To impeach . . . or not impeach?

nycpf's picture

That is the biggest question of the moment in America.

As we ponder that question, let's explore further in terms of the historical, constitutional, practical, and political considerations and ramifications.

Admittedly, impeachment is always fueled by partisan motives. However -- just for a few hours this afternoon -- let's set aside the tribalistic, bitter hyperpartisanship, and let's objectively explore this in depth. In doing so, we'll discuss the following:

The History
○ The constitutional basis for impeachment and removal of a high-ranking government official.
○ The Framer's intent for impeachment as part of the checks and balances, and the separation of powers.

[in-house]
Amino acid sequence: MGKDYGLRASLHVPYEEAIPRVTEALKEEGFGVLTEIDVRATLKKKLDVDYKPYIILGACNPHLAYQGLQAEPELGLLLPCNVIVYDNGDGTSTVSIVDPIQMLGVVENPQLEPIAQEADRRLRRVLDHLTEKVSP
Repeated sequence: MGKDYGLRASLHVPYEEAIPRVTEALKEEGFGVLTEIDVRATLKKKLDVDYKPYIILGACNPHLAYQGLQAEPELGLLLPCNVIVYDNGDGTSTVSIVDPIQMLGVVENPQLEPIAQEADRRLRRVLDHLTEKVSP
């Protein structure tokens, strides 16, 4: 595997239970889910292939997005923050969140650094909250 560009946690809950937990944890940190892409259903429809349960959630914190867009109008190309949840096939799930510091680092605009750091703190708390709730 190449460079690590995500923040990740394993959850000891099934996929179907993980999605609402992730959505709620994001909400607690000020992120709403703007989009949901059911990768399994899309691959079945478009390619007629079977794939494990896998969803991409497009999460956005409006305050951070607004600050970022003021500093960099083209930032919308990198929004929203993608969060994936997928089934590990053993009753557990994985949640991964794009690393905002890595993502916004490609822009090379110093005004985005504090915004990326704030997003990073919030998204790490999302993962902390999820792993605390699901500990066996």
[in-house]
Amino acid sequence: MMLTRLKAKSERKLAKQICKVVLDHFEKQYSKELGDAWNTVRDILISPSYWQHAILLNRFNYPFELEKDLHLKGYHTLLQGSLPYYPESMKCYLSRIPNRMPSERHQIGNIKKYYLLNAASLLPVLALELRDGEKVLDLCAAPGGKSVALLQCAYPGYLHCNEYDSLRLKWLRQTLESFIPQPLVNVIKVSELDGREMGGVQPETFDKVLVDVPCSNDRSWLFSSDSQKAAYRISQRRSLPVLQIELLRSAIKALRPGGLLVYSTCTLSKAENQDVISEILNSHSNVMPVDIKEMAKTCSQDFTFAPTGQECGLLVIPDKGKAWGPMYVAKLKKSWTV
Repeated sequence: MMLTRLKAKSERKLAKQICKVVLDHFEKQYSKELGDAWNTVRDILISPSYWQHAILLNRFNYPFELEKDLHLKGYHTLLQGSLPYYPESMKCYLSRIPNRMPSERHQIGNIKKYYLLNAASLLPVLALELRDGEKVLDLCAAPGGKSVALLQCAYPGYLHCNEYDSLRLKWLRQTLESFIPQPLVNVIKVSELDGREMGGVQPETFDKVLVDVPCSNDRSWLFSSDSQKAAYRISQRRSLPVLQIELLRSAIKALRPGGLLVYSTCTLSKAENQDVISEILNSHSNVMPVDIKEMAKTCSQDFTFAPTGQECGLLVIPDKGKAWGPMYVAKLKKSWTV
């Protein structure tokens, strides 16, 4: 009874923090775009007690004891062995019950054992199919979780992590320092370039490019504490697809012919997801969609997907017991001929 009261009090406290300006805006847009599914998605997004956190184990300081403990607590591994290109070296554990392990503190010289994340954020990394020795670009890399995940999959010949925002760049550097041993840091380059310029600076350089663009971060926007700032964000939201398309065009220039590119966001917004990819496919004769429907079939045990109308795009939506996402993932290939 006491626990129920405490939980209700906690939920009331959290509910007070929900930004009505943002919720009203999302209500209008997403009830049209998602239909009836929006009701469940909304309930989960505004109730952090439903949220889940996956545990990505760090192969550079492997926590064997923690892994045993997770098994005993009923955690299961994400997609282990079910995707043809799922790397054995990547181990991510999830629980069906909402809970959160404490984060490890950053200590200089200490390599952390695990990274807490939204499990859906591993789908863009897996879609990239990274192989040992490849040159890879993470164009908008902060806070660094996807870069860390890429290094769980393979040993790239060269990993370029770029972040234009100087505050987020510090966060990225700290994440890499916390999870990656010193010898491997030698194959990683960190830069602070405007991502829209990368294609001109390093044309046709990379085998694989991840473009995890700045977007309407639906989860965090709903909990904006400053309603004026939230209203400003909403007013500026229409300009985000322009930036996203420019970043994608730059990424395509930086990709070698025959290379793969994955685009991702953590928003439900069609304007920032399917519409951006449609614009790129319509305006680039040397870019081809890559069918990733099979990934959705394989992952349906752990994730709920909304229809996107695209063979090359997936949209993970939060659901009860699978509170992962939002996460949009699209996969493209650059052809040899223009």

○ What were Hamilton's ideas on impeachment? (See generally, The Federalist Papers No. 77).
○ Past individuals who were impeached by the House.

The Legal Process
○ The launching a formal impeachment inquiry.
○ The drafting of the articles of impeachment as a charging document.
○ A full body vote by the House, followed by a formal trial in the Senate.

The Politics
○ Ostensibly a legal process motivated by hyperpartisanship.
○ The shocking moral inconsistencies and the blatant hypocrisies.
○ A hypothetical exercise of double standards in politics: If President X of the Political Party Y committed the same underlying acts, should that person be impeached and removed?
○ How the impeachment process will affect the electorate in a run up to the 2020 Elections.
○ Finally, is the current situation more akin to 1974 or 1998 . . . or perhaps 1868?

More details to follow.